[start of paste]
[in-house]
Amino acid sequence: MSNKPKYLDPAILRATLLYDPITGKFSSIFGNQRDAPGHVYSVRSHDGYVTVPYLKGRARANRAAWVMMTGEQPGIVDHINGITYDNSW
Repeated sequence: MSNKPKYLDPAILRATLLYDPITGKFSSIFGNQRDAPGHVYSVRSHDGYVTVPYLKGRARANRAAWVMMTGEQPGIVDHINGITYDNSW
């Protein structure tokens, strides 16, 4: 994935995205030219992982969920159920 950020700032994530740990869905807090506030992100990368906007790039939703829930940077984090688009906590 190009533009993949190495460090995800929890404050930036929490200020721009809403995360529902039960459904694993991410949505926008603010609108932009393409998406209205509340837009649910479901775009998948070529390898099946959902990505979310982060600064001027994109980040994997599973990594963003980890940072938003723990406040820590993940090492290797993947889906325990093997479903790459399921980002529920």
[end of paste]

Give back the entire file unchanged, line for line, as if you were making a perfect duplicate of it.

[in-house]
Amino acid sequence: MSNKPKYLDPAILRATLLYDPITGKFSSIFGNQRDAPGHVYSVRSHDGYVTVPYLKGRARANRAAWVMMTGEQPGIVDHINGITYDNSW
Repeated sequence: MSNKPKYLDPAILRATLLYDPITGKFSSIFGNQRDAPGHVYSVRSHDGYVTVPYLKGRARANRAAWVMMTGEQPGIVDHINGITYDNSW
């Protein structure tokens, strides 16, 4: 994935995205030219992982969920159920 950020700032994530740990869905807090506030992100990368906007790039939703829930940077984090688009906590 190009533009993949190495460090995800929890404050930036929490200020721009809403995360529902039960459904694993991410949505926008603010609108932009393409998406209205509340837009649910479901775009998948070529390898099946959902990505979310982060600064001027994109980040994997599973990594963003980890940072938003723990406040820590993940090492290797993947889906325990093997479903790459399921980002529920």